The UK government has been forced to borrow almost £130bn between April and June to combat the coronavirus pandemic, more than double the amount it did over the whole of last year.
Setting out the scale of the economic shock unleashed by the virus, the Office for National Statistics said public borrowing in the first quarter of the 2020-21 financial year jumped to £127.9bn, the highest quarterly sum since comparable records began in 1993.
According to the latest snapshot, borrowing in June was £35.5bn, roughly five times the level in the same month a year ago, albeit a gradual decline from even higher levels of borrowing in April and May during the earlier stages of the pandemic.
The chancellor, Rishi Sunak, said that despite the impact on public finances it was important to continue supporting the economy to cut the chances of long-term scarring for jobs and growth.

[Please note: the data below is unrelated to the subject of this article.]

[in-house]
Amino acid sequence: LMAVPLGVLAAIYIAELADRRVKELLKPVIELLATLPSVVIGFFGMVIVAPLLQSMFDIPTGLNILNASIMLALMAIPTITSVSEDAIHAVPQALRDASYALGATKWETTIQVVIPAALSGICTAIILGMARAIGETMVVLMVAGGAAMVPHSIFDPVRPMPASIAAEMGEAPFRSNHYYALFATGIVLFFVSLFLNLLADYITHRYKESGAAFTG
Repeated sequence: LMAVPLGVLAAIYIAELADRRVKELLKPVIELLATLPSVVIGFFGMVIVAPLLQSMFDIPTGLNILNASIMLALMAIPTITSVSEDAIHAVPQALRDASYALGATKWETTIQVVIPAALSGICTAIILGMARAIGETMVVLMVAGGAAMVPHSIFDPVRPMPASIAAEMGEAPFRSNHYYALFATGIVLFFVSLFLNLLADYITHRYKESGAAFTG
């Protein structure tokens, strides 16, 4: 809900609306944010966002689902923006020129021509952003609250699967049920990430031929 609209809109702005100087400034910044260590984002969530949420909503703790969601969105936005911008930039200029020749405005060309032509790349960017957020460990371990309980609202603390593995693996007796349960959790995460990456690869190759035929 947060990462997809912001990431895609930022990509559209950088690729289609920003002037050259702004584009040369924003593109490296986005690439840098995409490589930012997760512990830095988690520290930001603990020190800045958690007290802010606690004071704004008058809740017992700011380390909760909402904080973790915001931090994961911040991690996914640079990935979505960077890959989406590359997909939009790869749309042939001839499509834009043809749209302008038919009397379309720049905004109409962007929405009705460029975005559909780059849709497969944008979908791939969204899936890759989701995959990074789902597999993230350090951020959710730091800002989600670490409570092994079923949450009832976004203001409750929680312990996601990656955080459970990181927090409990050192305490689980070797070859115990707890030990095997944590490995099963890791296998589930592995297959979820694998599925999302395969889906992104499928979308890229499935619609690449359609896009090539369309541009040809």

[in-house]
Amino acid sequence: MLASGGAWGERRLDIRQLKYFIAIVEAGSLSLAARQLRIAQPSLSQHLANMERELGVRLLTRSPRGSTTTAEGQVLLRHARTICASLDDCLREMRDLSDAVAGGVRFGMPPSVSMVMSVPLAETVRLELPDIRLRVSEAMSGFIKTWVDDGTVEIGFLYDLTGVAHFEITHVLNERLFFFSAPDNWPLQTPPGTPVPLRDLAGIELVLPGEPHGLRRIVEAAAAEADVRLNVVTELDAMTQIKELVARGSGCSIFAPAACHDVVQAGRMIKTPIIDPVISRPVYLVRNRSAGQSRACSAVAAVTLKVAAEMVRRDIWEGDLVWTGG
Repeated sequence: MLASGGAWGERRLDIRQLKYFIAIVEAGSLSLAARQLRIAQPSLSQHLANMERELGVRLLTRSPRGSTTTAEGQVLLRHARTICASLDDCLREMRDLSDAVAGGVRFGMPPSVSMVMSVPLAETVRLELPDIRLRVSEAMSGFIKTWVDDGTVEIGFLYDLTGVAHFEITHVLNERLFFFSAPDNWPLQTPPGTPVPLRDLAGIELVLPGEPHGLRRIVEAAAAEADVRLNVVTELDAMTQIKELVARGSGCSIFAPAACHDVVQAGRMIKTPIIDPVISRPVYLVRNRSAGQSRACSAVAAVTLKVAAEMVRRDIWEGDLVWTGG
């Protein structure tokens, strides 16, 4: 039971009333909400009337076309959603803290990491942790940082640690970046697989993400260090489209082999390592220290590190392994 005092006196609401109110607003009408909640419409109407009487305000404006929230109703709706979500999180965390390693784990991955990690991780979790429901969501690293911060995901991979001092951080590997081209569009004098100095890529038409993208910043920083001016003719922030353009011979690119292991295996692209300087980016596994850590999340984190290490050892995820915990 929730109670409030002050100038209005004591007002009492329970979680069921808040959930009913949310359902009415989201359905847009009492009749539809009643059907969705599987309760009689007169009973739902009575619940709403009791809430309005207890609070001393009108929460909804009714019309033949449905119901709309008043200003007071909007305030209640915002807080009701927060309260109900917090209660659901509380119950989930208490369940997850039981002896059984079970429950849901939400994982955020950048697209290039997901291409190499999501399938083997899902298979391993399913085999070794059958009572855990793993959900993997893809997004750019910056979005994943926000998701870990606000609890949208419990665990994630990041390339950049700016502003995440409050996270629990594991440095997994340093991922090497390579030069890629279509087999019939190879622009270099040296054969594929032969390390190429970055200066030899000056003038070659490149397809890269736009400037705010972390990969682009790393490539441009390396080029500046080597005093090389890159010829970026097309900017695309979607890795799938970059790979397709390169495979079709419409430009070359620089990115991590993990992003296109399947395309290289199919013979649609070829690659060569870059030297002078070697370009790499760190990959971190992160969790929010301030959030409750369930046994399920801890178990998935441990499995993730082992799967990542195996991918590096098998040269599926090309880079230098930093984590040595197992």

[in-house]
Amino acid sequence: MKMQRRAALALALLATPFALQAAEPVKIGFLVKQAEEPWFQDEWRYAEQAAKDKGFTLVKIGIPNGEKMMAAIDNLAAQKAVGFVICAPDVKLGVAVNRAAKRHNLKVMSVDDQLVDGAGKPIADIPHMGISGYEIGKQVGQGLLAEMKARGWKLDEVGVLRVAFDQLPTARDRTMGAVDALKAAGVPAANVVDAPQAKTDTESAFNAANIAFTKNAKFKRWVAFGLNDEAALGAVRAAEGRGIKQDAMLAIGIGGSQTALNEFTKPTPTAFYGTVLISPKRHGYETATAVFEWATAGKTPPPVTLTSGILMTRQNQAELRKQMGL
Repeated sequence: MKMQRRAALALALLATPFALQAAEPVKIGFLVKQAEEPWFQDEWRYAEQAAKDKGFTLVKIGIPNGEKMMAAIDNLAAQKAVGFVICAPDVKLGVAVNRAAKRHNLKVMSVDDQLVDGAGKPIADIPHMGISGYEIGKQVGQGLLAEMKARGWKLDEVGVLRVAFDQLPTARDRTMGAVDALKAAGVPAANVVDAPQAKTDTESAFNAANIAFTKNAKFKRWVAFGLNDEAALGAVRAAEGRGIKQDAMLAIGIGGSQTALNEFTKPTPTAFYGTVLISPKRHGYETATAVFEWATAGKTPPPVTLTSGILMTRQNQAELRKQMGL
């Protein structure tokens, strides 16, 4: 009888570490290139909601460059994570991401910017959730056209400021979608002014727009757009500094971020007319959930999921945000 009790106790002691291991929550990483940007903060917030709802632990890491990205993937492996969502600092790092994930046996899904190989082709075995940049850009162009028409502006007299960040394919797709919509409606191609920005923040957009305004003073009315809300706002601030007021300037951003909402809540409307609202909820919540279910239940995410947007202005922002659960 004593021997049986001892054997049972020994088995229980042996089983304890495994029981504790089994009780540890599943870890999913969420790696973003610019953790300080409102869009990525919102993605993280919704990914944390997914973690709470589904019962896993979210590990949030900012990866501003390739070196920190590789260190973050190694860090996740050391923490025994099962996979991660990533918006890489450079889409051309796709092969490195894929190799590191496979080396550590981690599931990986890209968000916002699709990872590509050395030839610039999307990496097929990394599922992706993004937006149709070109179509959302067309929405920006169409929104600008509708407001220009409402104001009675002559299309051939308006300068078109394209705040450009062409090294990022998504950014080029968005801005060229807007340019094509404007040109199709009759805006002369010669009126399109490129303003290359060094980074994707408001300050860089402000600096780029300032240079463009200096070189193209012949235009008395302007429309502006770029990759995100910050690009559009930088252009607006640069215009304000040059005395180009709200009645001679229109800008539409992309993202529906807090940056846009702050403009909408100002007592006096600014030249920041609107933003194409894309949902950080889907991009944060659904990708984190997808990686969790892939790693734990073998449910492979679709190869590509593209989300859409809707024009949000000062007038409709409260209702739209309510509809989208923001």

However, paving the way for potential cuts to spending or higher taxes in future, he warned: “I am also clear that over the medium term we must, and we will, put our public finances back on a sustainable footing.”
Speculation has been mounting that Sunak could use his autumn budget later this year to either raise taxes or launch a renewed austerity drive to pay for the government response to Covid-19, as the state steps in with billions of pounds of financial support to soften the economic blow.
Britain’s national debt – the sum total of every annual deficit in history – increased by £195.5bn year on year to almost £2tn, roughly equalling GDP, and standing at the highest level as a share of the economy since 1961.
However, experts have warned warn that cutting back spending or raising taxes too soon risks choking the economic recovery before it fully takes hold. Economists argue that higher levels of borrowing can be sustained by cheaper borrowing costs for the state, helped by the Bank of England’s quantitative easing bond-buying programme.
Jeremy Thomson-Cook, the chief economist at financial services firm Equals, said debt levels did not matter in the short term. “If your house is on fire you do not tell the fire brigade to only use a certain amount of water,” he said.
“The UK economy continues to burn, and the government’s spending taps need to remain open for the foreseeable future in order to give businesses and consumers every opportunity to support each other as we gradually return to normality.”